Drewett attends Court Drive Church of Christ and is a member of the Delta Kappa Gamma teacher sorority.
The public is invited to attend the book signing at Northside’s library on Sept. 26, from 2 to 4 p.m. During the event, her books will be sold for $10 (normally the price is $10.99 plus tax). Refreshments will be available.
Thursday, September 24, 2009
Sharecropping in North Louisiana: A Family's Struggle Through the Great Depression Featured in Local Paper
Sunday, September 20, 2009
By Phil Angelo with The Daily Journal
It is one of life's greater tragedies -- coping with the death of a child.
"It never goes away," says Donna Eden Vinke, of the pain.
Vinke, now 65, lives in
Thursday, September 17, 2009
By Tisha Powell
SOUTHERN PINES (WTVD) -- A Southern Pines Army wife has found a special way to share her story with others, and she is this week's Person of the Week.
She is one of many who honored a loved one on the anniversary of the September 11 attacks.
On September 11, 2001, Jill Connett lost a special friend -- someone who was like family.
In the military, people who become an important part of your life often come and go, but Connett hopes that by sharing her story of joy and pain she can inspire others.
Home is where the army sends us," Connett explained. "Japan, Fort Bragg, NC, Fort Leavenworth, KS, Fort Carson, Colorado, Stuttgart Germany, Fort Benning, Columbus, GA, Patrick Henry Village, Heidelburg, Germany and we're back here to Fort Bragg NC."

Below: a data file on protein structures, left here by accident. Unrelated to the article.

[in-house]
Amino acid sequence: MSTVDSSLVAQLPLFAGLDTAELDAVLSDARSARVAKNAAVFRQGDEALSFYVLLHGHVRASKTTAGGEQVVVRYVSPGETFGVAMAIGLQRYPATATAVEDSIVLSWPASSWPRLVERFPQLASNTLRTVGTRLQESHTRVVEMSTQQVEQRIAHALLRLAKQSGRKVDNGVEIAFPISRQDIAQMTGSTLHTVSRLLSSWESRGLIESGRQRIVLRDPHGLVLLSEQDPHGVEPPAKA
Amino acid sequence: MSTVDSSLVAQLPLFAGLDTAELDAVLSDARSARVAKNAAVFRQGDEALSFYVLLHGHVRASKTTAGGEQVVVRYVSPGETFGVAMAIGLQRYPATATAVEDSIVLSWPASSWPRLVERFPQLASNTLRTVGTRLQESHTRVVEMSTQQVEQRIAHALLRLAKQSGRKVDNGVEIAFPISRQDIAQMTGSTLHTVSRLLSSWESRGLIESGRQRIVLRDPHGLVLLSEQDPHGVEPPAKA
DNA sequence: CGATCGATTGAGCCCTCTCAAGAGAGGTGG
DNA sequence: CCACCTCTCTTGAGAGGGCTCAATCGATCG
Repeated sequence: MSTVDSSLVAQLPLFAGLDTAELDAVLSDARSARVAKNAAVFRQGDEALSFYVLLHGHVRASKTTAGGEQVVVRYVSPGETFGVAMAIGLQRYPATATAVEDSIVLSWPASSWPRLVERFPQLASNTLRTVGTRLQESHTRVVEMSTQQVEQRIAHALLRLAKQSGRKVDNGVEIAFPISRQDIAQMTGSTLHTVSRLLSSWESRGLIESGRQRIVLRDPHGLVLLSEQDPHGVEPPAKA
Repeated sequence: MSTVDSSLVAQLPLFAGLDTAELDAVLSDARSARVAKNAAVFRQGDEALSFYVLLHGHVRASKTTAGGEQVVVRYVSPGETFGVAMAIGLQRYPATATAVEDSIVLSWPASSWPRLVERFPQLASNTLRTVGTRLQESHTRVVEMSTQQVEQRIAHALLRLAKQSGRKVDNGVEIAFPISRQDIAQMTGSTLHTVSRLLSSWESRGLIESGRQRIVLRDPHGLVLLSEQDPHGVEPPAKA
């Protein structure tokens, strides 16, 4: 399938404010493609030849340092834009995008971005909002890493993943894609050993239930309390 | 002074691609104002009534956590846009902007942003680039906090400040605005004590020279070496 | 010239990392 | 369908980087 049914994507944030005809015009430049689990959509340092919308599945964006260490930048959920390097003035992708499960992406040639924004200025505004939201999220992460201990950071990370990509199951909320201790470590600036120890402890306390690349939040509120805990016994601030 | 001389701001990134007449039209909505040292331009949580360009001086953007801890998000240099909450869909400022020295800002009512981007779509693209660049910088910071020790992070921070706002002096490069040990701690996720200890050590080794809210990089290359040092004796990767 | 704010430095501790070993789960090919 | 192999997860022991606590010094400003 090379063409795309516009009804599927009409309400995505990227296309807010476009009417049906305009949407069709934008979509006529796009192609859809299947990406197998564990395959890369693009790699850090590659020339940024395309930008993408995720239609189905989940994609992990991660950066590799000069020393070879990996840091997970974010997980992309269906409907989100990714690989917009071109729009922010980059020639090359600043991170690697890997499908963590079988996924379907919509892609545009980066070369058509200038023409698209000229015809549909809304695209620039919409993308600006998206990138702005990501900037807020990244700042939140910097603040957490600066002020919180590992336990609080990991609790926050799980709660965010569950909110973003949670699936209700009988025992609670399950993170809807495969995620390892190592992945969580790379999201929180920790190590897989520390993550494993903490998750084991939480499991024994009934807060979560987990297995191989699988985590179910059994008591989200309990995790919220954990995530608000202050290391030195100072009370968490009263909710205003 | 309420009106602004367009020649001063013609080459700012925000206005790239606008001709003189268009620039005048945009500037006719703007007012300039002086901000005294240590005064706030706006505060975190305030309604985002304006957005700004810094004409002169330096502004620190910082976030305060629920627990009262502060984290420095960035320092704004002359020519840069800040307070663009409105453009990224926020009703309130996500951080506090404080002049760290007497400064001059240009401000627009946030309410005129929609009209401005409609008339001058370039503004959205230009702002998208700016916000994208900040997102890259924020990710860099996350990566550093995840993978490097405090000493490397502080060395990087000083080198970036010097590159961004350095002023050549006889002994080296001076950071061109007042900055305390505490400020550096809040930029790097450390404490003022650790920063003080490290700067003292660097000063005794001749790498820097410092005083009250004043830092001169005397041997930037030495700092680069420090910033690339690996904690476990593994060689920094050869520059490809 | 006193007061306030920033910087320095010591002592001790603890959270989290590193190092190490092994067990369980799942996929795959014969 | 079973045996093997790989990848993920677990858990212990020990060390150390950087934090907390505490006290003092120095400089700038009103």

Connett and her family have moved eight times in 15 years, but that's not unusual because it's the Army way of life.
Her story is a love story that started when a young lieutenant swept her, a young Alabama teacher, off her feet. He promised her the world, beginning with Okinawa, Japan.
"That was huge," she said. "I have to say I cried for about two months because I thought what am I doing in another country where I can't even speak the language, but at that point I decided I could either learn to love this lifestyle. Or I can be miserable. "
Connett decided to explore her new surroundings, get out and meet people and make the most of every move.
After settling into a new home in Fort Leavenworth, Kansas, meeting her new neighbors was at the top of her list of things to do.
"When we moved in, I got out a plastic plate -- it happened to be green -- and I made some cookies and took them over to my neighbor to say hello and meet them," Connett explained. "And when I did, a tall man answered the door. His name was Dwayne Williams and that was the day that our friendship with me and his wife started."
The Connetts and the Williams became fast friends and for 10 months continued to pass the green plate filled with goodies from one home back to the other.